Filed under: Comic Reviews, Marvel Comics | Tags: Frank Quitely, Grant Morrison, jasonaaron, Joss Whedon, marvel, Wolverine, X-Men
In a post-Schism world, the X-men are now divided into two teams, Gold and Blue, and so are the comics with 4 issues for each team. Wolverine and the X-Men is one of the first that makes up the new Gold team, as Wolvie takes on the role of Xavier and starts a new school for higher learning.
I’ll be honest, although I’m a fan of the X-Men (it’s probably the only Marvel I really like to delve into) I do tend to only read them in graphic novel format, as this provides a safer self-contained environment for reading. I’ve always been afraid at reading individual issues of the X-Men because there is just so many different titles, I don’t know where to start. The only one I’ve made the exception to over the years is Astonishing X-Men, first in GN format during Joss Whedon’s run, then collected issue from then on in. I’ve always felt that the stories in Astonishing don’t come with much continuity to bog it down, I’ve been able to enjoy these without knowing what else was going on in the mutant world. So it was quite a leap I was making with W&XM – it wasn’t in my pre-order pile either (no doubt glossed over when skimming the X-Men section of previews) however due to the sheer praise it was getting last Wednesday, I figured it might be worthwhile picking up.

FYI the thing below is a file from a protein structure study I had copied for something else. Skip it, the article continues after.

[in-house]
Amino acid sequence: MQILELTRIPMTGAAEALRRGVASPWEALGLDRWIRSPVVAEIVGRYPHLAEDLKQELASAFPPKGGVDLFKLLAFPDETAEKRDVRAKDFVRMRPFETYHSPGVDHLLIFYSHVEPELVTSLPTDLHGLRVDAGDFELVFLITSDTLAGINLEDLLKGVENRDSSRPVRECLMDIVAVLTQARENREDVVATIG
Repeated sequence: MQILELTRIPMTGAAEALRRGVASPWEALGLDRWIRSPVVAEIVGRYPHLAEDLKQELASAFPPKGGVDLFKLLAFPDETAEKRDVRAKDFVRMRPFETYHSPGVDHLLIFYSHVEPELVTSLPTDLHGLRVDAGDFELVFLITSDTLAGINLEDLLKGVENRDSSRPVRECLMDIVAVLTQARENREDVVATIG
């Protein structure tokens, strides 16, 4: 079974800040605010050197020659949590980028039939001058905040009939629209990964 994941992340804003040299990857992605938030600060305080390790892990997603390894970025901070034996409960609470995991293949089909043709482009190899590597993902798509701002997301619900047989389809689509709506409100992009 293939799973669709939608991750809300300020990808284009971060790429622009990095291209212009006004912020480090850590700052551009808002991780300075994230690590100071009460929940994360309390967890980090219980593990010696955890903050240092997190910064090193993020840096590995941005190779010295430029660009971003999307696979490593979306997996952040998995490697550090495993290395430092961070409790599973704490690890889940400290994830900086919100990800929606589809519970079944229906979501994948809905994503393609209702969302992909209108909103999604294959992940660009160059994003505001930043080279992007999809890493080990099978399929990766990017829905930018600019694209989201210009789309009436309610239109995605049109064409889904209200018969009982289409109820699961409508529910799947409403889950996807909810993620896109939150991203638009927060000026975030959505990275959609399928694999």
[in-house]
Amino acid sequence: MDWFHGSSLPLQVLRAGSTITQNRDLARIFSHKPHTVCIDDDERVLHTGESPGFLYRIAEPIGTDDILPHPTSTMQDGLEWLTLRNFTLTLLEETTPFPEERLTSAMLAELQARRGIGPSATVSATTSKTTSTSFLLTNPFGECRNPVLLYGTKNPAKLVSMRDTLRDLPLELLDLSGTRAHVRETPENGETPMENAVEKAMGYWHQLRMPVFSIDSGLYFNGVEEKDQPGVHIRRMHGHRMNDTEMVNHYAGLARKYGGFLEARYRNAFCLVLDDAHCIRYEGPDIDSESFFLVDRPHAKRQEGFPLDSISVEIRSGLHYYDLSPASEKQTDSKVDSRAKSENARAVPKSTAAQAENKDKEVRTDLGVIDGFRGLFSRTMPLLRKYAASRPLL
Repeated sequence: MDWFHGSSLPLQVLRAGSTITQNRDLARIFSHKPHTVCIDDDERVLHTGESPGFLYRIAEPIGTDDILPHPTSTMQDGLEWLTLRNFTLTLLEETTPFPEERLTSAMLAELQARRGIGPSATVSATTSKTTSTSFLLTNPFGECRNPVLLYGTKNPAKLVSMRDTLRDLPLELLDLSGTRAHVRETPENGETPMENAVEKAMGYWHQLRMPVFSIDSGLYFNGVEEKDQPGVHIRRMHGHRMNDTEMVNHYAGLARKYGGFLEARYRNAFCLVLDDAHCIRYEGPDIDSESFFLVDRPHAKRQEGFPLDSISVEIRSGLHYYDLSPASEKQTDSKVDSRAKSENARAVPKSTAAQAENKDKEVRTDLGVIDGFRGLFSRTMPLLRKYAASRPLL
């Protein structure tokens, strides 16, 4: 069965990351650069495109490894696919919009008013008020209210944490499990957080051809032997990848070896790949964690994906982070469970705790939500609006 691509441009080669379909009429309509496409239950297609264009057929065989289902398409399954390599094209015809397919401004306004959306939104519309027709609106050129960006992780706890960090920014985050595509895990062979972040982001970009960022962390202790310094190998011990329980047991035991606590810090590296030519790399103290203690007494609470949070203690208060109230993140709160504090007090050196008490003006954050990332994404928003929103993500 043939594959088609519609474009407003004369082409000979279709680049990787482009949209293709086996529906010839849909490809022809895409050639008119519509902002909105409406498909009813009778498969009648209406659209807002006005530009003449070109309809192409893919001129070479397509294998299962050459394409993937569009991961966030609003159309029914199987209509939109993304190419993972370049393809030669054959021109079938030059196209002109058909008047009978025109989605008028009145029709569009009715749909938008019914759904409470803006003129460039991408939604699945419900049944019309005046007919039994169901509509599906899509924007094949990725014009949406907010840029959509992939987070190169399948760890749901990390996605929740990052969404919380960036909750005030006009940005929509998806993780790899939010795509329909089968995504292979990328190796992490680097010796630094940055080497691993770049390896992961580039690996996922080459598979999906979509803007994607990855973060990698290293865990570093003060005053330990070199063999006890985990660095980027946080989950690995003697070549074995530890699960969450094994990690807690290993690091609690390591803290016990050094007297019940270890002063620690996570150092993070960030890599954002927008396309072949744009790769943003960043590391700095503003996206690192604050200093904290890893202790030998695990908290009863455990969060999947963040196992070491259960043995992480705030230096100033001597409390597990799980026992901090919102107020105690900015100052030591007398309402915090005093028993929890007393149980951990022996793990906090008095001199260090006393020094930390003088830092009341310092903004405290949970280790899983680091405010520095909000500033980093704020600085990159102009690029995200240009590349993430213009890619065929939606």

And it was totally worth it!
Ok so it’s not totally clear of any or all continuity, but like DC’s New 52, this is a number 1 that gently eases in the uninitiated while still giving the fans what they want. The story very cleverly uses the idea of education board inspectors coming to take a look round Logan’s new school, but simultaneously gives the reader a guided tour of what’s ahead of us. What’s strange is there’s no real “action” to talk about in this issue, which is unusual for an X-Men story, but this doesn’t detract from this first issue – think of it maybe as an issue #0, but not one of those crap ones that last a few pages and don’t really tell you anything new.
What’s interesting is the similarities between this book and Astonishing – I felt like there was a lot of aspects in this new book that where familiar to Grant Morrison’s run on New X-Men. His book dealt a lot with the school and the events that occurred there, and W&XM goes so far to include characters that were prominent in Morrison’s stories – namely Glob and Kid Omega. This is no bad thing – Astonishing did a great job of continuing on from where Morrison left off, and I’m sure we won’t see a re-hash of old stories in this new book – if there’s one run you want to copy though, then his is one of the best.
If there is one negative, I wasn’t too keen on the artwork. It’s not badly done, just not really to my taste or what I’d expect from the X-Men. It’s all a little bit too catroony, with lots of round faces. I felt it got better as the book went on, and I do like the designs for Beast and the costumed Wolverine (who sadly only appears on the cover). There’s probably a part of me that yearns for Frank Quitely’s artwork when I see the X-Men at school from when he worked with Morrison, so it’s a tall order to live up to.